Before this season began, everyone in college hockey knew that Notre Dame was the league’s top team, that Miami was among the best in the country and that Alaska would reside in the CCHA’s top tier.
After Week 5, we’re beginning to see a slightly different landscape emerge — and a very interesting one at that. Here are three things that struck me from this most recent weekend of play.
As a league, the CCHA is a little defensive. It’s hard to know whether early season statistics can be read as anomalies or realistic patterns beginning to emerge. This one, I think, is more indicative of the truth than not: Nine of the top 20 defenses in the country belong to CCHA teams at this point, fueled by a return to the league’s tradition of formidable goaltending. Four programs — Lake Superior, Michigan, Ohio State and Western Michigan — are tied for sixth in the country, allowing 2.00 goals per game. Two of those teams (LSSU, OSU) were picked in the preseason to be solid bottom-tier teams. As the season progresses, we may see some very good defensive teams losing games because they can’t yet put the whole game together, teams that are better than their records.
Parity is more than just a favorite talking point. This weekend provided the perfect opportunity for several CCHA teams to gain a little ground on league-leading Lake Superior State. Everyone in conference action had games in hand on the Lakers, who played Bemidji State — and no one could get the job done. Western could have surpassed Lake State but split with Michigan. Notre Dame could have tied the Lakers but tied twice with Northern. Michigan could have pulled within one point. The only two teams to gain any real ground are the two that swept; Ferris State jumped from sixth to a close third with a sweep of Bowling Green, and Miami jumped from last to eighth with a sweep of Alaska. For decades, coaches have been preaching the gospel of parity in the CCHA and I’ve been cautioning that equal doesn’t always mean equally good. This season, however, this league may prove to be very good seven or eight teams deep — and the bottom teams will prove to be no one anyone else wants to play come playoff time.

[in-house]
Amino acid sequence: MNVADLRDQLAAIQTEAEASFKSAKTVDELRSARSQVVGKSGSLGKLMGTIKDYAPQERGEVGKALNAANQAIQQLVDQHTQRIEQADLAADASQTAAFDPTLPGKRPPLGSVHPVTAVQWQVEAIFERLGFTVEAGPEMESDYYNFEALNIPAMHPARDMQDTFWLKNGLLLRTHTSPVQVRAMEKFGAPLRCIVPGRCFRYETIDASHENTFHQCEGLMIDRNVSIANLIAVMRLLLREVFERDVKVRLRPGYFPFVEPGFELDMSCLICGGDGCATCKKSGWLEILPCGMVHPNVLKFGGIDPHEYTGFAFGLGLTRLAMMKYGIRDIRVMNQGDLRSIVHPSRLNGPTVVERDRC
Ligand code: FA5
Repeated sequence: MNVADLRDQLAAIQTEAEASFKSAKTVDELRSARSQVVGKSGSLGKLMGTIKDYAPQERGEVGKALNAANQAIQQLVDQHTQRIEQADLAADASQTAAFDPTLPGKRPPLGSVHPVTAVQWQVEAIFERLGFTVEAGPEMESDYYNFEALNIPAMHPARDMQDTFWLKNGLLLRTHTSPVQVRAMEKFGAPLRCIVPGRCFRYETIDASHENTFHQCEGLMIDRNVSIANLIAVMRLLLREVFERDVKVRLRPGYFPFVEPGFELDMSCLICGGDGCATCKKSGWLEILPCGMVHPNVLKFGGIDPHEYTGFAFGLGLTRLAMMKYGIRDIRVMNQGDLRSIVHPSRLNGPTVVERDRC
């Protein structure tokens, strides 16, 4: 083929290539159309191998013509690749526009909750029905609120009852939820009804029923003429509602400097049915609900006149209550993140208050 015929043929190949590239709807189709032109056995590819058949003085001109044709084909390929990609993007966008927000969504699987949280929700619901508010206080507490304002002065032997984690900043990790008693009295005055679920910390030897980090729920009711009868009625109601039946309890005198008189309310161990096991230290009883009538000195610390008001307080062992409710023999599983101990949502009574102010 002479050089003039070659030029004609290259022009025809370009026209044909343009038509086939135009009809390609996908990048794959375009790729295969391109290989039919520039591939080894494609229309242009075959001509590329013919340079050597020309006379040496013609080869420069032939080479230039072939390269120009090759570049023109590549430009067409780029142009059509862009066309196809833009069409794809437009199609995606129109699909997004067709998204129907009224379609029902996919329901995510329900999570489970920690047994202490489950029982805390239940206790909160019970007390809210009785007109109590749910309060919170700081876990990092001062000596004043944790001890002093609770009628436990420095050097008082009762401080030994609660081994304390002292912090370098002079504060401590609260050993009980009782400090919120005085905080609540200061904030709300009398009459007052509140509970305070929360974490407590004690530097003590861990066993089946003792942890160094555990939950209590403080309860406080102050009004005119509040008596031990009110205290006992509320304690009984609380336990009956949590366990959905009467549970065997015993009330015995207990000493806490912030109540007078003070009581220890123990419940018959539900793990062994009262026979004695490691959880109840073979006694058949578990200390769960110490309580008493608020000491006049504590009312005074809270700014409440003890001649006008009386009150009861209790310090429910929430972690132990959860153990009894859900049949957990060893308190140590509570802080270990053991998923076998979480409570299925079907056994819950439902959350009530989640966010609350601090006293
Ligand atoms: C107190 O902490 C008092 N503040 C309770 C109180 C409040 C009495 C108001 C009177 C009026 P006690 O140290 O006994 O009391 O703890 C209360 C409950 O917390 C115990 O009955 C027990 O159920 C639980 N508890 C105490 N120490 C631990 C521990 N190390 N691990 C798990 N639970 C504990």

Losing sucks. Don’t take my word for it. Take the word of someone who knows more about playing the game than most of us ever will, WMU coach Andy Murray, whose Broncos suffered their first loss of the season Saturday against Michigan. “These people that say you learn from losing are wrong,” said Murray. “You only learn about the good habits when you win. This one sucks right now, to be honest with you.”